Researchers at the National Renewable Energy Laboratory (NREL) have developed a new biorefinery process that more efficiently converts algae to ethanol. The process, Combined Algal Processing (CAP), was featured in the journal Algal Research.
The research builds on a project previously completed by NREL In that work, the research looked at two promising algal strains Chlorella and Scenedesmus, to determine their applicability as biofuel and bioproduct producers. They concluded Scenedesmus performed better in this process with impressive demonstrated total fuel yields of 97 gallons gasoline equivalents (GGE) per ton of biomass.
The next step is to reduce the costs of conversion. The research team has looked at increasing the amount of lipids in algae but found the it won’t significantly reduce the costs. However, the NREL team has determined further progress could be made by more completely using all algal cellular components instead of just relying on the lipids. By applying certain processing techniques, microalgal biomass can produce carbohydrates and proteins in addition to lipids, and all of these can be converted into co-products.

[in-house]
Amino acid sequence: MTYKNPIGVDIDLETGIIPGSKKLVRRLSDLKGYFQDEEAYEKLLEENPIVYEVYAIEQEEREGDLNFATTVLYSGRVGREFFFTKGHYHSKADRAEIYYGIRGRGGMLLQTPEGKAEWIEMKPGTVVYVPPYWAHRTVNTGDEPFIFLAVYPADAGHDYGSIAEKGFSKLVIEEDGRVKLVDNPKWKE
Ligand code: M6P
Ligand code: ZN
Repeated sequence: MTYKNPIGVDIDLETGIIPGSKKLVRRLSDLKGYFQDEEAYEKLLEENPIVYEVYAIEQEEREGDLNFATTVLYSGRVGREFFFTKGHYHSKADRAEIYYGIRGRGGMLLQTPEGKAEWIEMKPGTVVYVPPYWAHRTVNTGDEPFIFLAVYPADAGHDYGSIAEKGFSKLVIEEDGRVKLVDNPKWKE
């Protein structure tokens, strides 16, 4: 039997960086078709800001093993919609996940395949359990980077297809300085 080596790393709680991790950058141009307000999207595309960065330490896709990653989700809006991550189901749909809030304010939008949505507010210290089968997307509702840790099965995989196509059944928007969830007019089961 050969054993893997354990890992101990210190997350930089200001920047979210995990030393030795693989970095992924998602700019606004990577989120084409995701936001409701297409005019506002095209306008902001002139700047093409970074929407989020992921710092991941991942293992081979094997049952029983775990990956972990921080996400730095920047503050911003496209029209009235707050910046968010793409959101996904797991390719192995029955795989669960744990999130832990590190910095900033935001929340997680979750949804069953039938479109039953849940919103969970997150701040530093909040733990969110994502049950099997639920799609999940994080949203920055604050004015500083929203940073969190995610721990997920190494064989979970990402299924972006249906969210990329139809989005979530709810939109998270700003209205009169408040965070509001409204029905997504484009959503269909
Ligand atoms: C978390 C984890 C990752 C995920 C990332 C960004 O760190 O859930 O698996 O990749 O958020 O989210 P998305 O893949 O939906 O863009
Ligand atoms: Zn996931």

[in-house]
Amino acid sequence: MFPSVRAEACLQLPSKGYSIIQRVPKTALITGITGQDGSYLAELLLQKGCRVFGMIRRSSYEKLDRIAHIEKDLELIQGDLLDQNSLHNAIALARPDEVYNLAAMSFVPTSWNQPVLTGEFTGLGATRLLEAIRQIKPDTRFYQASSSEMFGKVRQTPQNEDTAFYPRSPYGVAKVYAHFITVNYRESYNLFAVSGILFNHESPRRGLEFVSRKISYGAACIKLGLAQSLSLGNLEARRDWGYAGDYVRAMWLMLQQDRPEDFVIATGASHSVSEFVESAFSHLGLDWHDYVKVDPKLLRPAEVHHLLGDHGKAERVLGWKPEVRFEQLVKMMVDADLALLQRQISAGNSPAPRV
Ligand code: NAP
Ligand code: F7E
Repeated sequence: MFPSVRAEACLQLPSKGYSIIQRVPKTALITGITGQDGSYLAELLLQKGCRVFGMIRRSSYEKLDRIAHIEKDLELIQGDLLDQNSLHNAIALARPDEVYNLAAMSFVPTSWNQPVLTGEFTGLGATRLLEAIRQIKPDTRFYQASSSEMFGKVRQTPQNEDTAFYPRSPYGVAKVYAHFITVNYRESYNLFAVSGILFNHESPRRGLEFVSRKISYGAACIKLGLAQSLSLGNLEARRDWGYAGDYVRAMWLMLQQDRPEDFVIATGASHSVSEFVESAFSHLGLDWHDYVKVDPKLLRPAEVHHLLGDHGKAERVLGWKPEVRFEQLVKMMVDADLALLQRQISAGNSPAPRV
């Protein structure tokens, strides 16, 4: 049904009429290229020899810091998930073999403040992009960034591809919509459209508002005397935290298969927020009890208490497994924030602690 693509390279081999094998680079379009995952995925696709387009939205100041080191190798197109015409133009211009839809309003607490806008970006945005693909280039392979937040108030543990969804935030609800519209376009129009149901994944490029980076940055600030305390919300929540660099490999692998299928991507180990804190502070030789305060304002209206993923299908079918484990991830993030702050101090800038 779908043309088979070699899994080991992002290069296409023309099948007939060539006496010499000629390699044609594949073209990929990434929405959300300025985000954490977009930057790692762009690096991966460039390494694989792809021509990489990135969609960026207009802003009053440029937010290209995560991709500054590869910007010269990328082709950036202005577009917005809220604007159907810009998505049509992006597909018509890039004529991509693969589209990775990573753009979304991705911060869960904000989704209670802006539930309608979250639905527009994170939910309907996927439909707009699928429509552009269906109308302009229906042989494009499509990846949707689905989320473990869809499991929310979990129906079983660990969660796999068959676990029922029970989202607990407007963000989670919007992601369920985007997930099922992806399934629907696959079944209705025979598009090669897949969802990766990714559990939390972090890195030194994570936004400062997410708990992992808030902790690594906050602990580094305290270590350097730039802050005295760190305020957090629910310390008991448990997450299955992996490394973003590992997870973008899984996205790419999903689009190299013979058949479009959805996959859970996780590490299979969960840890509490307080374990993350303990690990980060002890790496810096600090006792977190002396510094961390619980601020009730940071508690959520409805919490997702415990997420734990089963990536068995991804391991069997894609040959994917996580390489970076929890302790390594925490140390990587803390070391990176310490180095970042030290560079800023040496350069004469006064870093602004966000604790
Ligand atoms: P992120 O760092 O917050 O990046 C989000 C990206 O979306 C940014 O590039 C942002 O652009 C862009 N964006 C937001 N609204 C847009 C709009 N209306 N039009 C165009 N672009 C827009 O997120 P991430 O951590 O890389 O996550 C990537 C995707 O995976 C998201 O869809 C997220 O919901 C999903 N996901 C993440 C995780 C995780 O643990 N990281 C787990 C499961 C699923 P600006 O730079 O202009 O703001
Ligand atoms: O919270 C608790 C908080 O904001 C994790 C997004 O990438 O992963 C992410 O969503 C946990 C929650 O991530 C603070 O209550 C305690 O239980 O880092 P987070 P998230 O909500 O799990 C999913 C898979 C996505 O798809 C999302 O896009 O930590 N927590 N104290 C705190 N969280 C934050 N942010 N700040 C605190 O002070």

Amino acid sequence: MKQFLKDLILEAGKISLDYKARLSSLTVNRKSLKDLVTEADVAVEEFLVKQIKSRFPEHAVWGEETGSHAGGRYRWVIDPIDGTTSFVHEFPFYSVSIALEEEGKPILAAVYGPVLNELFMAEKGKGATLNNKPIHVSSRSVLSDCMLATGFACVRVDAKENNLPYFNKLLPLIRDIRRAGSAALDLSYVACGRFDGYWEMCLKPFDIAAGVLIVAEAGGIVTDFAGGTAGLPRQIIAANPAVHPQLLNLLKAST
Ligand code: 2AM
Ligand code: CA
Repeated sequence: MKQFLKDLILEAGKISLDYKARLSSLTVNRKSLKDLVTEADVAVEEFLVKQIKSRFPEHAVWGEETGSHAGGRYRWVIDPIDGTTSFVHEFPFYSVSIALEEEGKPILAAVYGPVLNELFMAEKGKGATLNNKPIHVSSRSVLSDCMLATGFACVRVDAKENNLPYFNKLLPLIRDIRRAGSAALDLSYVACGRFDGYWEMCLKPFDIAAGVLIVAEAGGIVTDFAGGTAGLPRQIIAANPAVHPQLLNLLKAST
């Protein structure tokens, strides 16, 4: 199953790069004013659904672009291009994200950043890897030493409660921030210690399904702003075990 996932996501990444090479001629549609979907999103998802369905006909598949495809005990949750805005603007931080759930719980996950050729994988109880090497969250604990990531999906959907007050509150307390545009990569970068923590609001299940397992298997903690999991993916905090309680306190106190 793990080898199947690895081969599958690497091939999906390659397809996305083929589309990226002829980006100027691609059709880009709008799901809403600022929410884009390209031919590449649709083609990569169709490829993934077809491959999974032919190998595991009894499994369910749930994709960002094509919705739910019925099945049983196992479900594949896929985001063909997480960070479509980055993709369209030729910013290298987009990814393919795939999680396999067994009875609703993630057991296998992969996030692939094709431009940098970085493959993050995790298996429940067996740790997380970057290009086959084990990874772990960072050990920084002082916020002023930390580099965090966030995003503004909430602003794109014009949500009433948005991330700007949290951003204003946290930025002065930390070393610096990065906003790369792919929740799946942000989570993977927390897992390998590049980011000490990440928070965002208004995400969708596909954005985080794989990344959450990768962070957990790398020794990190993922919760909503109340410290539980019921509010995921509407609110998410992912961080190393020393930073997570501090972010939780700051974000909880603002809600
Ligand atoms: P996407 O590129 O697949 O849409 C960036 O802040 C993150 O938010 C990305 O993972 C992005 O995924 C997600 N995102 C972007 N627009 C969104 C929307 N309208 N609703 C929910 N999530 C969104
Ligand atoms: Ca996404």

According to NREL, the team has determined that through the use of a solid-liquid separation process, the carbohydrates can be converted to fermentable sugars, which can then be used to produce ethanol. However, as much as 37 percent of the sugars were lost during that process. Those trapped sugars “cannot be used for fermentation without a costly washing step, resulting in a loss of overall fuel yield,” according to the Algal Research report. Continue reading